GammaPC - Spray Cooling
Spray Cooling Technology
Currently, GammaPC is not engaged in spray cooling technology. We leave this page here in celebration of past accomplishments, having achieved a world record heat flux of 825 watts per centimeter squared (W/cm2) for any electron device. In this event, we used an IGBT, pushing more than 200 amperes of current through the device. More...
Spray cooling is one of the most advanced technological forms of cooling high-powered electronics in use today. The principle of spray cooling has its root in thermodynamics and the physics phase change energies of liquids.
To heat one gram of water by one degree (C) requires one calorie of energy. But to convert one gram of water from liquid to vapor requires 540 calories of energy. When liquid water is used to cool high-powered electronics systems, typically it goes through a 1-3 degree (C) rise in temperature, thus carrying away 1 -3 calories of heat per gram of water passed through the cooling system. Spray cooling has the potential to carry away 540 times that amount of heat.
In spray cooling, water is mixed with compressed air to create a fine mist, which strikes a heated surface and immediately vaporizes, thereby collecting large amounts of heat from the surface and cooling it. The compressed air carries away the heat into a condenser or to an outlet that can be exhausted into open air (or into a water drain).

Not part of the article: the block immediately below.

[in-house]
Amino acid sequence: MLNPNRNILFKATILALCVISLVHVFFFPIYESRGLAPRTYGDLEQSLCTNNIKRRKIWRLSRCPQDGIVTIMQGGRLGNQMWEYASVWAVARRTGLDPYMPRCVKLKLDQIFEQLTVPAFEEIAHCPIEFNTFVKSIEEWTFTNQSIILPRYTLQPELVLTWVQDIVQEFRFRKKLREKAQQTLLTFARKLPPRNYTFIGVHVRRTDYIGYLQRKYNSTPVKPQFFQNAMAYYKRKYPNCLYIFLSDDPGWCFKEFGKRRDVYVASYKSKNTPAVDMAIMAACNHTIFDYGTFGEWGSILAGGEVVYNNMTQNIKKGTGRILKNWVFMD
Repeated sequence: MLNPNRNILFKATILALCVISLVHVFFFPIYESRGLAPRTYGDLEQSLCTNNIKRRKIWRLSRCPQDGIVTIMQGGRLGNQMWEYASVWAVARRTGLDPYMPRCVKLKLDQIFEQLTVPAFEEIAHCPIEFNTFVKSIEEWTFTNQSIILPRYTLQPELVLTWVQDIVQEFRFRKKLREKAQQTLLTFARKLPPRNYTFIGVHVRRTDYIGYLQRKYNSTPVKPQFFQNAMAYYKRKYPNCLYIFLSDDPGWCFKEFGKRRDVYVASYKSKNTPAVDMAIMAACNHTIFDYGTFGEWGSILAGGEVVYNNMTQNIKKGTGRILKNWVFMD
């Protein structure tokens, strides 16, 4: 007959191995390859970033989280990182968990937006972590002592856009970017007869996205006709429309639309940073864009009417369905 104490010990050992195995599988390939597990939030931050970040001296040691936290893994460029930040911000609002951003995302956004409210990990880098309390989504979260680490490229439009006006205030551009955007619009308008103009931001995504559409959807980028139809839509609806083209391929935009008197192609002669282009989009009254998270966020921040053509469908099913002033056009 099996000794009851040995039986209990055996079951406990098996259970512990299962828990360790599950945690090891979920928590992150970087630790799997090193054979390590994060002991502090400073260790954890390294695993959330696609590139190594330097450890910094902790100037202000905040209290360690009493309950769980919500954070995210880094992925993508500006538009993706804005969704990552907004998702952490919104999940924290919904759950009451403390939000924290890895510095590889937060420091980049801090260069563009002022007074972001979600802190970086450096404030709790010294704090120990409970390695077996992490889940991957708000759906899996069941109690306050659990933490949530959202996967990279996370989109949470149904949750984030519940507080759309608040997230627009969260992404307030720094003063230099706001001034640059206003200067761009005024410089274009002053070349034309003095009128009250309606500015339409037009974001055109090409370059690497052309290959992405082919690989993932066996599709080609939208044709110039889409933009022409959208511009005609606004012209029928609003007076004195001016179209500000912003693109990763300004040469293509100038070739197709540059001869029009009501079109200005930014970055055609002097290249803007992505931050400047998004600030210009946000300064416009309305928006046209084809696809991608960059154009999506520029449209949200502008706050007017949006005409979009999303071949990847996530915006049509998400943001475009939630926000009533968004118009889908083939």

In closed systems, the temperature difference from ambient is much larger, so that cooling systems can be significantly smaller. The exhaust from a spray cooled system is typically near 100C, an 80C difference from ambient (20C). In water cooled systems, the exhaust may only be 2-3 degrees above ambient, making the cooling radiator system much larger. Moreover, the mass flow rate in a spray-cooled system is much lower (as much a 200 times lower) than water cooled systems.
In the past, we were engaged in advanced, leading-edge research in spray cooling technology, looking into new applications and developing solutions to modern problems. Spray cooling promises a host of solutions to many modern-day technological problems.
In the future, spray cooling may find an application to hybrid vehicles. New hybrid automobiles use high-powered electronics such as IGBTs and MOSFETs to transfer power between the batteries, the generator and the electric drive motor. Present cooling systems in these vehicles are large, bulky and heavy, and put an additional load on the automotive radiator system, requiring more energy to be expended, with lower overall efficiency. Spray cooling can help to make hybrid vehicles lighter, smaller, more efficient and more economical.